Have you ever noticed the urge to have a bowel movement after you have just gone on a long walk? Or perhaps you have noticed your digestive motility seems more regular when you have been getting more exercise?
Well there’s actually some research behind this. Let’s explore!
My curiosity regarding this topic stems partially from this winter’s record snowfall in Portland, OR. The big storm hit us with 12+ inches of snow in hilly regions. It caused treacherous driving conditions that only those with all-wheel-drive and chains seemed to be braving.
That meant there was lots more walking going on. During the storm, my dad and I were averaging about 4-5 miles of walking per day (up & down hills!). And we felt great!
All the exercise we were getting made me ponder whether there was any research showing it could help individuals suffering from constipation.
Research on Exercise & Constipation/Motility
Research has shown that in healthy adults, exercise can improve fatigue, bloating, and constipation.
Studies have also shown an association between lack of physical activity and constipation– although this is epidemiological research, not cause & effect.
And fun fact of the day- walking can help increase bowel emptying in preparation for colonoscopy.
But I also know that the bodies of those with irritable bowel syndrome (IBS) don’t always respond in the same way as those of “healthy adults.” For example, if you tell someone with IBS to go eat a bunch of broccoli and cauliflower, they probably aren’t going to feel so good. But healthy individuals will probably feel great! So I made sure to include a study specific to IBS.
Although the research on exercise and constipation is a bit limited, I found two studies examining the topic as it relates to irritable bowel syndrome (study 1) and chronic constipation (study 2). Let’s take a look.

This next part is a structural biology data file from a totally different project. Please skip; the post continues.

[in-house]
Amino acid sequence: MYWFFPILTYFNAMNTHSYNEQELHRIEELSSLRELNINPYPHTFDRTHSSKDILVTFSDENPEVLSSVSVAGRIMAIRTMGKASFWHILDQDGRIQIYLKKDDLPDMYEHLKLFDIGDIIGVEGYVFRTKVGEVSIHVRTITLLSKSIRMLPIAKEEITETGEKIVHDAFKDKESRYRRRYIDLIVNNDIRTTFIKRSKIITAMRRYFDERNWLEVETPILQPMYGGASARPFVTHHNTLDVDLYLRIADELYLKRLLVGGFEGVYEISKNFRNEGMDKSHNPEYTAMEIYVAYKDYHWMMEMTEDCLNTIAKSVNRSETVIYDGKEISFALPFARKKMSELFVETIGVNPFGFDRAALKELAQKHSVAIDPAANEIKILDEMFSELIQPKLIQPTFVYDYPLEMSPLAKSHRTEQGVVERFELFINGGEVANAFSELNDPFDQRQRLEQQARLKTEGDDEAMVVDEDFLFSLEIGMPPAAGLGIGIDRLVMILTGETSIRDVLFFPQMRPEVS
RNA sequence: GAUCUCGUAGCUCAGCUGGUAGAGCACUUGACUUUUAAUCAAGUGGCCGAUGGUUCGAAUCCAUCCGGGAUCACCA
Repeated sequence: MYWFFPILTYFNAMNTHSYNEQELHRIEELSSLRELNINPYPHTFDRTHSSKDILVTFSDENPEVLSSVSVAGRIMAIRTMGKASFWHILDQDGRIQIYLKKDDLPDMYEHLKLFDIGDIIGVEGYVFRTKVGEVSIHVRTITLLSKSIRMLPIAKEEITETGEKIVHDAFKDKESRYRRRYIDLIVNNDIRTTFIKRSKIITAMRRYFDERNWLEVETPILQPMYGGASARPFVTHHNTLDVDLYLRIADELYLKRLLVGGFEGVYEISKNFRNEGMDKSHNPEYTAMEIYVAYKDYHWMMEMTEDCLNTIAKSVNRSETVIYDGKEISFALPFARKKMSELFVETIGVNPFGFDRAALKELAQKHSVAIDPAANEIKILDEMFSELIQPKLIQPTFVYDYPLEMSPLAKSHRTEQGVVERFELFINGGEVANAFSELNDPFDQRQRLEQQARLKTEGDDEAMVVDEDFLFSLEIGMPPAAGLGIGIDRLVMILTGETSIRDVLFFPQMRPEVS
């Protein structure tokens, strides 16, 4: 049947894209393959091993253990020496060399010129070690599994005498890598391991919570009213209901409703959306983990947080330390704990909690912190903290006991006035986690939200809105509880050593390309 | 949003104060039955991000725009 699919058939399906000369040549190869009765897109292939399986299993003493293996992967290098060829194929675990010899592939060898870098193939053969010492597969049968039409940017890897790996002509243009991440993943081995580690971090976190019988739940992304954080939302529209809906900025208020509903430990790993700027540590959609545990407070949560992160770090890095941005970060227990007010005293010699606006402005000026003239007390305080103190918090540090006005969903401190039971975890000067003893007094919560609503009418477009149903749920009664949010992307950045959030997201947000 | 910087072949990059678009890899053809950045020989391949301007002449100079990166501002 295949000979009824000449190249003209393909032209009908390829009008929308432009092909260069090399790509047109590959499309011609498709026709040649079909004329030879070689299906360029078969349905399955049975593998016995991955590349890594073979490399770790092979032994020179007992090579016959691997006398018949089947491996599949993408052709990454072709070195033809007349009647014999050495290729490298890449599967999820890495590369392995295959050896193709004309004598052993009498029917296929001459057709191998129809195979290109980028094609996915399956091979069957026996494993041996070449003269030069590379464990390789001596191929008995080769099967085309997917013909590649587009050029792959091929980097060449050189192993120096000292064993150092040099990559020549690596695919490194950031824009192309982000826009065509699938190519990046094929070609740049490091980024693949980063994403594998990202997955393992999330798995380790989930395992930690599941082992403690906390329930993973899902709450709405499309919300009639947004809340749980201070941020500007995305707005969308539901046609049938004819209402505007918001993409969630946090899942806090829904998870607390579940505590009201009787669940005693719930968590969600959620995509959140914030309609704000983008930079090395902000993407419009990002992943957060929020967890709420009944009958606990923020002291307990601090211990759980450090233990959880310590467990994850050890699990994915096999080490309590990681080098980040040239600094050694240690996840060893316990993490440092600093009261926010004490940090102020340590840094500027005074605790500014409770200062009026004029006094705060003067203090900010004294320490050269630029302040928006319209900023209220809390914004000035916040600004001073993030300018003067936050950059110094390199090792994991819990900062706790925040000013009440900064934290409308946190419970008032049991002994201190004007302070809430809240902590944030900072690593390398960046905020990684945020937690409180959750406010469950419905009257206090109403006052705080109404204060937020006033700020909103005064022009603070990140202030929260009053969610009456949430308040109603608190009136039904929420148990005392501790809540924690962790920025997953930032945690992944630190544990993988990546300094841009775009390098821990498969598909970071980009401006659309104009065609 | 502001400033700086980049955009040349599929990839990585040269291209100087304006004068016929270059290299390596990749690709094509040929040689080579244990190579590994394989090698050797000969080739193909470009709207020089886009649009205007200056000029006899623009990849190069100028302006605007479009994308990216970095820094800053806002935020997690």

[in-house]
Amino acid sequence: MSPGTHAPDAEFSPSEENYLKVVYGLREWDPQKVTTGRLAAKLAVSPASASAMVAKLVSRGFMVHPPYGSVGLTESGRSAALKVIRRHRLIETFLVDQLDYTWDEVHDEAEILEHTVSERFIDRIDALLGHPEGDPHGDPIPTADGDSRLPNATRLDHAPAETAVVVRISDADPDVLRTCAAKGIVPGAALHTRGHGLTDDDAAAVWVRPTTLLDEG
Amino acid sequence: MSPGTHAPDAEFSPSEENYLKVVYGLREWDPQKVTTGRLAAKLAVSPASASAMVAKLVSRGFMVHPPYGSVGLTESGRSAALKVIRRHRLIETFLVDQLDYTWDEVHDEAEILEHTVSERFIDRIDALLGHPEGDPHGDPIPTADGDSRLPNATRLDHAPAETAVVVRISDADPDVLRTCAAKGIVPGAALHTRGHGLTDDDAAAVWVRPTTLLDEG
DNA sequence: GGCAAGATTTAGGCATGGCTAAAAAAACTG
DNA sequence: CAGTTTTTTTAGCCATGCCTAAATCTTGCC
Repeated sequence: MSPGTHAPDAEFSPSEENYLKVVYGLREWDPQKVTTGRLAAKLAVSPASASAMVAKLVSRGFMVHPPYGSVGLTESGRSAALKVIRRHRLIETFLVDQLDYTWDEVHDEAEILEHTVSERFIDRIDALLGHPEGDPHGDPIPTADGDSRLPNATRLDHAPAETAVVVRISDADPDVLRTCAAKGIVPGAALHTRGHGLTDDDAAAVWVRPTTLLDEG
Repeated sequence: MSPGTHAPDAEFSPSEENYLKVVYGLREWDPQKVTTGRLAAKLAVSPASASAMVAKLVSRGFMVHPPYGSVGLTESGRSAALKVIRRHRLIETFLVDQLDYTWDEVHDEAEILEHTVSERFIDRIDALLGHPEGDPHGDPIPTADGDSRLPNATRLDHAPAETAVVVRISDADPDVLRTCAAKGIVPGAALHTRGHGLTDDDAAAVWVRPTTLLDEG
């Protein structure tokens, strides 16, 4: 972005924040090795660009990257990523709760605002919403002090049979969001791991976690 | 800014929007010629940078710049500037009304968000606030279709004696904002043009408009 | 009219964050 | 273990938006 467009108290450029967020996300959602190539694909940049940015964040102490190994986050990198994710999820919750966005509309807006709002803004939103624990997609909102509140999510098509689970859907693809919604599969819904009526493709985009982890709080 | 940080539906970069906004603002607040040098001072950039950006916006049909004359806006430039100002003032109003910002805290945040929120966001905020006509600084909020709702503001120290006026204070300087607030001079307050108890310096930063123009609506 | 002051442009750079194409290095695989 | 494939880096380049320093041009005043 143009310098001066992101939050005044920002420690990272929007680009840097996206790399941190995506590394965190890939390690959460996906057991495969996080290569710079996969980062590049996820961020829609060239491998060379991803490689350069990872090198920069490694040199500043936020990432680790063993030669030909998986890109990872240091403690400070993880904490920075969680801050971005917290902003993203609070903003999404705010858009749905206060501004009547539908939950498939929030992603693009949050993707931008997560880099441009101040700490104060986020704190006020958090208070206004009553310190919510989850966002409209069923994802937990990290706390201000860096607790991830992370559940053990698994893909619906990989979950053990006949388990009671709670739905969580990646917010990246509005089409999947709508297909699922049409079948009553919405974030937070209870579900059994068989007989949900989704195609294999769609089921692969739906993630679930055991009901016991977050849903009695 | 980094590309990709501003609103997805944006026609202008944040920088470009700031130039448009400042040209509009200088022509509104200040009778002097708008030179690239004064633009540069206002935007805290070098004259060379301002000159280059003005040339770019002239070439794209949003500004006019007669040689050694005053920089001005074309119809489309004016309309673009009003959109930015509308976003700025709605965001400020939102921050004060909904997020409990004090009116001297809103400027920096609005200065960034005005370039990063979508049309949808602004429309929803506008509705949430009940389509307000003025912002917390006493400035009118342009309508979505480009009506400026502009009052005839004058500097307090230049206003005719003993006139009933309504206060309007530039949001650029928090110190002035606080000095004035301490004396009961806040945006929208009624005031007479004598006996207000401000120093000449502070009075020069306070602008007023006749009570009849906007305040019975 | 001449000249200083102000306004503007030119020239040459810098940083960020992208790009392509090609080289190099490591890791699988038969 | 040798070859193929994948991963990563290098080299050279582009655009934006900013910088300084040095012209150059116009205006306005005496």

Study 1: The Effects of Exercise upon Symptoms and Quality of Life in Patients Diagnosed with Irritable Bowel Syndrome: A Randomised Controlled Trial
This study included 56 individuals ages 18-65 years old. They had received an IBS diagnosis within the previous year.
None of the participants already engaged in regular physical activity (defined as 30 minutes, 3+ times per week, for at least 3 months). And none of the participants had been diagnosed with other major illnesses that would significantly influence quality of life or explain their symptoms.
The participants were assigned to one of two groups: “exercise intervention” or “usual care.”
The 28 subjects who participated in the exercise intervention received two 40-minute exercise consultations over a 12-week period. They were encouraged to slowly work up to 30 minutes of moderate-intensity exercise five times per week.
Walking was especially encouraged and participants received a pedometer to help monitor their progress. They also received postcards in the mail as further encouragement.
There were 28 individuals who were randomly assigned to receive “usual care.” It is unclear from the article whether the usual care group received any advice or treatment. However, they were asked to not change their exercise pattern during the study. This means that they did not engage in regular physical activity (defined as 30 minutes, 3+ times per week).
The promising news is this: “the exercise group reported significantly improved symptoms of constipation.” That’s right- physical activity can help with constipation!
Unfortunately, quality of life did not differ between the two groups.
Study 2: Effects of Regular Physical Activity on Defecation Pattern in Middle-Aged Patients Complaining of Chronic Constipation
The second study focused on individuals with chronic constipation who did not have IBS. They also did not have any GI diseases or previous GI surgeries. And they could not be using medications (except laxatives) that might impact bowel movements.
The 43 participants who completed this study were sedentary individuals ages 45+. Sedentary was defined as less than 30+ mins of moderate physical activity on most days of the week.